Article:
Friday, June 04, 2010

SPORTS>>Sometimes the parties get painful

Leader sports editor

Walter Payton has been communicating with me from beyond the grave.

Okay, that was a dirty trick to get you to keep reading. Actually, I get updates from Payton, or whoever operates his Facebook page, because I signed up to “like” Payton on mine.

I have been invited to “like” a lot of things, from politicians to chicken-wing franchises, but you have to maintain certain standards.

Why do I like Walter Payton? Well, in his NFL hall of fame career with the Chicago Bears, Payton played with remarkable skill, toughness and longevity in a time when a team had to have a standout running back to win, and Payton carried some woeful

Bears teams before the 1985 club won the Super Bowl.

And Payton, who died in 1999, usually tossed the ball to the ref.

There was none of that kneeling and crossing yourself after scoring a touchdown, which players do ad nauseum nowadays.

Payton didn’t rip off his helmet so everyone could see his face, there were no “look-at-me” dances and no pointing at the sky the way even high school baseball players do after hitting home runs now.

I think God will forgive me if I say I suspect the genuflecting has more to do with an athlete’s showmanship than it does pure faith.

How much attention does a guy need after scoring a touchdown or hitting a homer anyway? Everyone is already looking.

Kneeling in thanks after surviving a wartime bombing or a natural disaster I can see. But kneeling and praying because you scored a touchdown, or hit a homer, the very thing you’re paid to do? I don’t see that.

I think it cheapens a faith and elevates a mere game to a level on which it should not be.

But I’m not against a show of happiness when the time calls for it, and that brings me to poor Kendry Morales, the former Arkansas Traveler and current first baseman for the Los Angeles Angels who broke his leg celebrating a game-winning grand slam a week ago.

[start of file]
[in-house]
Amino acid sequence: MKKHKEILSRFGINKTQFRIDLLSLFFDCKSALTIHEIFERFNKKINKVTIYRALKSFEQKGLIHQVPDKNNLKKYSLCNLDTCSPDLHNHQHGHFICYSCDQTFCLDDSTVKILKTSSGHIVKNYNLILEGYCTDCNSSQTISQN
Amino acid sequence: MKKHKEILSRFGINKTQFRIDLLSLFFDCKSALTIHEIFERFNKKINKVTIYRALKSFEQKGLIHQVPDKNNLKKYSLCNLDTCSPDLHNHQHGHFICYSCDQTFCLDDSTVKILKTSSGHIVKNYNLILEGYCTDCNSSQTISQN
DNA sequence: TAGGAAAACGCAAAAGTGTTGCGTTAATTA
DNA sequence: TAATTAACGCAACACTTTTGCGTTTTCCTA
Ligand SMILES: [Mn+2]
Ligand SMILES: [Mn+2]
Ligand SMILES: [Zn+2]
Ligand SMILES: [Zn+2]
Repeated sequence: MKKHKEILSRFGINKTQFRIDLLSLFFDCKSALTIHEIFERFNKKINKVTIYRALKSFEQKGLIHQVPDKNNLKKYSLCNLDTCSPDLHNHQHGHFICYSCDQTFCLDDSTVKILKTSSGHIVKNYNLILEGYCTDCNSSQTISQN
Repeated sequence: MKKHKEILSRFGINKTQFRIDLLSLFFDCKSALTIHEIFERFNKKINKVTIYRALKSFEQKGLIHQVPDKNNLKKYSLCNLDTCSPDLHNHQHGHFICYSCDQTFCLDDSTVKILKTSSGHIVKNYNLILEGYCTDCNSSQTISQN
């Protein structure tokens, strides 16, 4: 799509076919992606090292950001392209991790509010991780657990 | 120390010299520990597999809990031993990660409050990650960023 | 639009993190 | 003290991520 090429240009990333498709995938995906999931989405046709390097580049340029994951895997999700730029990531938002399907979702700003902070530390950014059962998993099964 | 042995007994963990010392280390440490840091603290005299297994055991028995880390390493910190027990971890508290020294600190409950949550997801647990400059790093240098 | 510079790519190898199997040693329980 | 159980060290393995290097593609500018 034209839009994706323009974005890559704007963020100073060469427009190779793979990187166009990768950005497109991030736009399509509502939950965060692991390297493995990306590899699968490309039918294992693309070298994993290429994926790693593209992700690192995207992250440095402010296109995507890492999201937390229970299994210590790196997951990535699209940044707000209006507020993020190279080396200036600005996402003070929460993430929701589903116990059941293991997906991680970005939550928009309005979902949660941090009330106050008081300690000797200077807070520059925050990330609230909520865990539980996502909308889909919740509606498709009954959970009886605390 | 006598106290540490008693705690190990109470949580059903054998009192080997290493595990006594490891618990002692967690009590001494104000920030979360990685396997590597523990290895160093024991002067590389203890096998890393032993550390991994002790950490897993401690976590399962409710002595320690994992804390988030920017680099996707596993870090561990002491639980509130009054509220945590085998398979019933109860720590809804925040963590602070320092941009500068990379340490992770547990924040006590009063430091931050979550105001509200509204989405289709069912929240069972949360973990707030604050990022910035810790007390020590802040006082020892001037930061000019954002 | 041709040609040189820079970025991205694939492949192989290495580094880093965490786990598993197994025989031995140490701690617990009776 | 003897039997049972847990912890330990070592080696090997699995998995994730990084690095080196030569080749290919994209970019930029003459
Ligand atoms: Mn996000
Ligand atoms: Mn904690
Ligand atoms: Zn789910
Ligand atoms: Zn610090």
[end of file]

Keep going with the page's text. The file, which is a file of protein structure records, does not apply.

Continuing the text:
The Seattle Mariners and the Angels were tied 1-1 in the 10th inning at Angels Stadium. Maicer Izturis doubled, the Mariners intentionally walked Bobby Abreu and former Traveler Reggie Willits reached on an error at second to load the bases.

Morales, a switch-hitter batting left, came to the plate to hit his game-winner, and he calmly circled the bases like a man who has done this sort of thing before. Only when he drew close to home, where his assembled teammates waited to welcome him, did Morales let his feelings show.

He took off his helmet and leaped into the throng — a team celebration for a team victory — only someone either failed to catch Morales or he landed wrong. Morales fractured his lower left leg and the Angels now have their fingers crossed he will return this season.

It’s not the first time a guy has been hurt in a celebration, but Morales’ mishap is casting new light on all the dog piles and jumping around that follow championship victories, no-hitters and game-winning hits.

I suppose some common sense needs to be brought into the picture. These players cost a lot of money and teams have a lot of hopes invested in them.

The Angels were hovering around .500 late in the week and were third in the American League West, though they were only 2 ½ games out of first. But without Morales, hitting .290 with 11 home runs, it is going to be tougher for the Angels to maintain what has been an almost constant postseason presence since they won the World Series in 2002.

Still, it would be a shame for a slugger to be greeted with stony silence after winning a game. Hopefully a few back slaps, high fives or pats on the head will still be allowed.

Morales is a great story. He is a Cuban defector who got his first American professional playing experience in 2005, when he was promoted to the Class AA Travelers after 22 Class A games and hit 17 home runs to help Arkansas to the Texas League Championship Series.

What a downer huh? If there is ever a time to party, hitting a game-winner, especially a grand slam like Morales did, is it.

“Kendry is anything but flamboyant,” Angels manager Mike Scioscia said. “For this to happen to a guy who plays hard and plays the game right is disappointing. We hope we never see anything like that again.”